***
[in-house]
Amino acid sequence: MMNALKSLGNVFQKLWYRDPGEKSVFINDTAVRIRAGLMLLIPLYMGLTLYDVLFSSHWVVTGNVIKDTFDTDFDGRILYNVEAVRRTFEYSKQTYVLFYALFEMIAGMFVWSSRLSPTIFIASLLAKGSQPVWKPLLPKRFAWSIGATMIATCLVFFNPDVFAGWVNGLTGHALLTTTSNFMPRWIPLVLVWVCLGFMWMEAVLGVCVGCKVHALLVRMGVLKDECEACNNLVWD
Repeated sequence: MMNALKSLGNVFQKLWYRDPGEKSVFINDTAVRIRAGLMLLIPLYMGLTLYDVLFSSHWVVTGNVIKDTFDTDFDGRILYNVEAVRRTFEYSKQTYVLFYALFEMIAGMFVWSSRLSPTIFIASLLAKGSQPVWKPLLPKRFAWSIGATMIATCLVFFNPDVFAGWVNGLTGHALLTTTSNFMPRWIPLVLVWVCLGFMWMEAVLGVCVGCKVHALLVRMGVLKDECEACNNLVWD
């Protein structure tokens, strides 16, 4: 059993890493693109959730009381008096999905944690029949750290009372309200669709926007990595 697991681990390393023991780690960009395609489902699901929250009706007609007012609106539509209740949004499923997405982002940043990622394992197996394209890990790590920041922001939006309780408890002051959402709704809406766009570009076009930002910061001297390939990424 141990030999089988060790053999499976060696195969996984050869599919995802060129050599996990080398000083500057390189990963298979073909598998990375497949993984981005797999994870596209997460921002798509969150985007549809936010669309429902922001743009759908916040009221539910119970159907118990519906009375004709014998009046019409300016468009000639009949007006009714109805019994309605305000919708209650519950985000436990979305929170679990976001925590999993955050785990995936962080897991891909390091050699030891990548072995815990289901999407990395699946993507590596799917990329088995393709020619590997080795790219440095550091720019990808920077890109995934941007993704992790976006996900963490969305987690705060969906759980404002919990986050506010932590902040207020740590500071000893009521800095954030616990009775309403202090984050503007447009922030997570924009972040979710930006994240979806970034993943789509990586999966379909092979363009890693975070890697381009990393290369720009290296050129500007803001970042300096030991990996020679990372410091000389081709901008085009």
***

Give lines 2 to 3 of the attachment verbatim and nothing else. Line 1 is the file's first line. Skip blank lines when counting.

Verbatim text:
Amino acid sequence: MMNALKSLGNVFQKLWYRDPGEKSVFINDTAVRIRAGLMLLIPLYMGLTLYDVLFSSHWVVTGNVIKDTFDTDFDGRILYNVEAVRRTFEYSKQTYVLFYALFEMIAGMFVWSSRLSPTIFIASLLAKGSQPVWKPLLPKRFAWSIGATMIATCLVFFNPDVFAGWVNGLTGHALLTTTSNFMPRWIPLVLVWVCLGFMWMEAVLGVCVGCKVHALLVRMGVLKDECEACNNLVWD
Repeated sequence: MMNALKSLGNVFQKLWYRDPGEKSVFINDTAVRIRAGLMLLIPLYMGLTLYDVLFSSHWVVTGNVIKDTFDTDFDGRILYNVEAVRRTFEYSKQTYVLFYALFEMIAGMFVWSSRLSPTIFIASLLAKGSQPVWKPLLPKRFAWSIGATMIATCLVFFNPDVFAGWVNGLTGHALLTTTSNFMPRWIPLVLVWVCLGFMWMEAVLGVCVGCKVHALLVRMGVLKDECEACNNLVWD